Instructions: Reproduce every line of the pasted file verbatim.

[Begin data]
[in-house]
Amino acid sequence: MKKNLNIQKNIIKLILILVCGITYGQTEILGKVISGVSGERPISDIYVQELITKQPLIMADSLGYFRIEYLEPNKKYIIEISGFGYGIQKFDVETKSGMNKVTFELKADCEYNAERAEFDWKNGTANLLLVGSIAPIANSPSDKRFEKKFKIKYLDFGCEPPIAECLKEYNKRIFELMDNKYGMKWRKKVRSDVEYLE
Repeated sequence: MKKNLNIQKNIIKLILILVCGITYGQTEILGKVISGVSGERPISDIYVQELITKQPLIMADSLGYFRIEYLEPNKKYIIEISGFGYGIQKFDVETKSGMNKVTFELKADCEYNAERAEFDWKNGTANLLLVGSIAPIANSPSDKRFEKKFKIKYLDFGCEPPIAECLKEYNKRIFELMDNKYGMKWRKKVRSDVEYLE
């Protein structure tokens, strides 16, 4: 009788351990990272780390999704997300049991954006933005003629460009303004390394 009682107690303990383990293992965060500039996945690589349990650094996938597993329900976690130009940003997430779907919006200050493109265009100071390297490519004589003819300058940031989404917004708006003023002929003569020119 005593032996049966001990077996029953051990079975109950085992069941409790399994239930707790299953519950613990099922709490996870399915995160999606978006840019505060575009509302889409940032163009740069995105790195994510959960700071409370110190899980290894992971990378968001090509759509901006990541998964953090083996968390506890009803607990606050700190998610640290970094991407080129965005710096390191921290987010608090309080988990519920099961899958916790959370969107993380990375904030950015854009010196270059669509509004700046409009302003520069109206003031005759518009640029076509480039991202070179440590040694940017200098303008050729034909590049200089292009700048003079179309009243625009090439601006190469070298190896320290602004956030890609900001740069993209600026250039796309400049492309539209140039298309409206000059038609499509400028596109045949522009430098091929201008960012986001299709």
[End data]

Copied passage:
[in-house]
Amino acid sequence: MKKNLNIQKNIIKLILILVCGITYGQTEILGKVISGVSGERPISDIYVQELITKQPLIMADSLGYFRIEYLEPNKKYIIEISGFGYGIQKFDVETKSGMNKVTFELKADCEYNAERAEFDWKNGTANLLLVGSIAPIANSPSDKRFEKKFKIKYLDFGCEPPIAECLKEYNKRIFELMDNKYGMKWRKKVRSDVEYLE
Repeated sequence: MKKNLNIQKNIIKLILILVCGITYGQTEILGKVISGVSGERPISDIYVQELITKQPLIMADSLGYFRIEYLEPNKKYIIEISGFGYGIQKFDVETKSGMNKVTFELKADCEYNAERAEFDWKNGTANLLLVGSIAPIANSPSDKRFEKKFKIKYLDFGCEPPIAECLKEYNKRIFELMDNKYGMKWRKKVRSDVEYLE
């Protein structure tokens, strides 16, 4: 009788351990990272780390999704997300049991954006933005003629460009303004390394 009682107690303990383990293992965060500039996945690589349990650094996938597993329900976690130009940003997430779907919006200050493109265009100071390297490519004589003819300058940031989404917004708006003023002929003569020119 005593032996049966001990077996029953051990079975109950085992069941409790399994239930707790299953519950613990099922709490996870399915995160999606978006840019505060575009509302889409940032163009740069995105790195994510959960700071409370110190899980290894992971990378968001090509759509901006990541998964953090083996968390506890009803607990606050700190998610640290970094991407080129965005710096390191921290987010608090309080988990519920099961899958916790959370969107993380990375904030950015854009010196270059669509509004700046409009302003520069109206003031005759518009640029076509480039991202070179440590040694940017200098303008050729034909590049200089292009700048003079179309009243625009090439601006190469070298190896320290602004956030890609900001740069993209600026250039796309400049492309539209140039298309409206000059038609499509400028596109045949522009430098091929201008960012986001299709």